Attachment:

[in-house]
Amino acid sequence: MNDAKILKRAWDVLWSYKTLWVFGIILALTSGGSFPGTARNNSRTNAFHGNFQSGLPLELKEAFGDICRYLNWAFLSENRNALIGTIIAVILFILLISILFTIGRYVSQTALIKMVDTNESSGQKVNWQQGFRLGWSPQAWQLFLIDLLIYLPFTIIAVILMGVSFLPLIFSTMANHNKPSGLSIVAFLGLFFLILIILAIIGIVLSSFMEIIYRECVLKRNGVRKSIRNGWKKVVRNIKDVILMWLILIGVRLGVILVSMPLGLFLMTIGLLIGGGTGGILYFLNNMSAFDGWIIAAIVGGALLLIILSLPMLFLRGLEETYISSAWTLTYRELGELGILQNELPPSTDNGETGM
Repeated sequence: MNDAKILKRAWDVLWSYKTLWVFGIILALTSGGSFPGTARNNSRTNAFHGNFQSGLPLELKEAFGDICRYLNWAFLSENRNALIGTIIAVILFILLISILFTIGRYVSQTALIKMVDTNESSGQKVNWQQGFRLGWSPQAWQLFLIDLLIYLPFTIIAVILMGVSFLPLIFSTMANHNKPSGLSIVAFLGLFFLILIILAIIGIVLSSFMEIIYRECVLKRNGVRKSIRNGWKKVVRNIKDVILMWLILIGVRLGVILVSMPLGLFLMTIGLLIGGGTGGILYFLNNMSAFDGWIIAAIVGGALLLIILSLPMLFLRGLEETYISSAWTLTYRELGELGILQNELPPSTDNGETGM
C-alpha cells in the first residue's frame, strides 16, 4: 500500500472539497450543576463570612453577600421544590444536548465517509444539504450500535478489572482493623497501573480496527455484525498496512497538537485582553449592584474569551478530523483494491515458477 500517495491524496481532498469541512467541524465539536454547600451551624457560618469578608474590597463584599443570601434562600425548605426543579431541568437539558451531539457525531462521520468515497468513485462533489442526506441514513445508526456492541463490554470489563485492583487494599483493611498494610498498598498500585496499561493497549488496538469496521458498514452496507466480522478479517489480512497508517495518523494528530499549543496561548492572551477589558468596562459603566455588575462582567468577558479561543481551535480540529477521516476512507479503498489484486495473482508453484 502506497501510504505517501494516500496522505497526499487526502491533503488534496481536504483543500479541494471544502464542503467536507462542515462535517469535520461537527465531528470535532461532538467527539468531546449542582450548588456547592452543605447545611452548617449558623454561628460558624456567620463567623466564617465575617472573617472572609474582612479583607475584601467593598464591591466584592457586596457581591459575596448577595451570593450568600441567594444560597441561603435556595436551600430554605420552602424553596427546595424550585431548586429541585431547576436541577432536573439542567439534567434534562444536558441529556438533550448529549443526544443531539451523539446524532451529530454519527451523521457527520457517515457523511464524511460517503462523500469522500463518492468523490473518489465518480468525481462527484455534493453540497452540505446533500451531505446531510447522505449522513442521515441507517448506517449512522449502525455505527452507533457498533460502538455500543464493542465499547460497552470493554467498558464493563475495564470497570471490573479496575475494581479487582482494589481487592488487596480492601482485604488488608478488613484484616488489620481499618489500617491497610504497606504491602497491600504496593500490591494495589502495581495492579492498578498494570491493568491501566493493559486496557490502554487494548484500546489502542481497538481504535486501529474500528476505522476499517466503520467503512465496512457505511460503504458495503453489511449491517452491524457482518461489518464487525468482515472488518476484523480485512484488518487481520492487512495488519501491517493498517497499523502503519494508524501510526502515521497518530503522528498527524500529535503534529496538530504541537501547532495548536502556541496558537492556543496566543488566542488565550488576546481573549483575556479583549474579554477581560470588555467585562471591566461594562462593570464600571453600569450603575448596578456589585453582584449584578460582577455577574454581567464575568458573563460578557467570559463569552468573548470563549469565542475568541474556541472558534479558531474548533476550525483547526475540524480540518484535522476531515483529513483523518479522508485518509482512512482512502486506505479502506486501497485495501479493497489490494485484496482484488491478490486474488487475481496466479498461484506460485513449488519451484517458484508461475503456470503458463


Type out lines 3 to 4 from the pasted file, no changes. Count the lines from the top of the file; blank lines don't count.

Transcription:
Repeated sequence: MNDAKILKRAWDVLWSYKTLWVFGIILALTSGGSFPGTARNNSRTNAFHGNFQSGLPLELKEAFGDICRYLNWAFLSENRNALIGTIIAVILFILLISILFTIGRYVSQTALIKMVDTNESSGQKVNWQQGFRLGWSPQAWQLFLIDLLIYLPFTIIAVILMGVSFLPLIFSTMANHNKPSGLSIVAFLGLFFLILIILAIIGIVLSSFMEIIYRECVLKRNGVRKSIRNGWKKVVRNIKDVILMWLILIGVRLGVILVSMPLGLFLMTIGLLIGGGTGGILYFLNNMSAFDGWIIAAIVGGALLLIILSLPMLFLRGLEETYISSAWTLTYRELGELGILQNELPPSTDNGETGM
C-alpha cells in the first residue's frame, strides 16, 4: 500500500472539497450543576463570612453577600421544590444536548465517509444539504450500535478489572482493623497501573480496527455484525498496512497538537485582553449592584474569551478530523483494491515458477 500517495491524496481532498469541512467541524465539536454547600451551624457560618469578608474590597463584599443570601434562600425548605426543579431541568437539558451531539457525531462521520468515497468513485462533489442526506441514513445508526456492541463490554470489563485492583487494599483493611498494610498498598498500585496499561493497549488496538469496521458498514452496507466480522478479517489480512497508517495518523494528530499549543496561548492572551477589558468596562459603566455588575462582567468577558479561543481551535480540529477521516476512507479503498489484486495473482508453484 502506497501510504505517501494516500496522505497526499487526502491533503488534496481536504483543500479541494471544502464542503467536507462542515462535517469535520461537527465531528470535532461532538467527539468531546449542582450548588456547592452543605447545611452548617449558623454561628460558624456567620463567623466564617465575617472573617472572609474582612479583607475584601467593598464591591466584592457586596457581591459575596448577595451570593450568600441567594444560597441561603435556595436551600430554605420552602424553596427546595424550585431548586429541585431547576436541577432536573439542567439534567434534562444536558441529556438533550448529549443526544443531539451523539446524532451529530454519527451523521457527520457517515457523511464524511460517503462523500469522500463518492468523490473518489465518480468525481462527484455534493453540497452540505446533500451531505446531510447522505449522513442521515441507517448506517449512522449502525455505527452507533457498533460502538455500543464493542465499547460497552470493554467498558464493563475495564470497570471490573479496575475494581479487582482494589481487592488487596480492601482485604488488608478488613484484616488489620481499618489500617491497610504497606504491602497491600504496593500490591494495589502495581495492579492498578498494570491493568491501566493493559486496557490502554487494548484500546489502542481497538481504535486501529474500528476505522476499517466503520467503512465496512457505511460503504458495503453489511449491517452491524457482518461489518464487525468482515472488518476484523480485512484488518487481520492487512495488519501491517493498517497499523502503519494508524501510526502515521497518530503522528498527524500529535503534529496538530504541537501547532495548536502556541496558537492556543496566543488566542488565550488576546481573549483575556479583549474579554477581560470588555467585562471591566461594562462593570464600571453600569450603575448596578456589585453582584449584578460582577455577574454581567464575568458573563460578557467570559463569552468573548470563549469565542475568541474556541472558534479558531474548533476550525483547526475540524480540518484535522476531515483529513483523518479522508485518509482512512482512502486506505479502506486501497485495501479493497489490494485484496482484488491478490486474488487475481496466479498461484506460485513449488519451484517458484508461475503456470503458463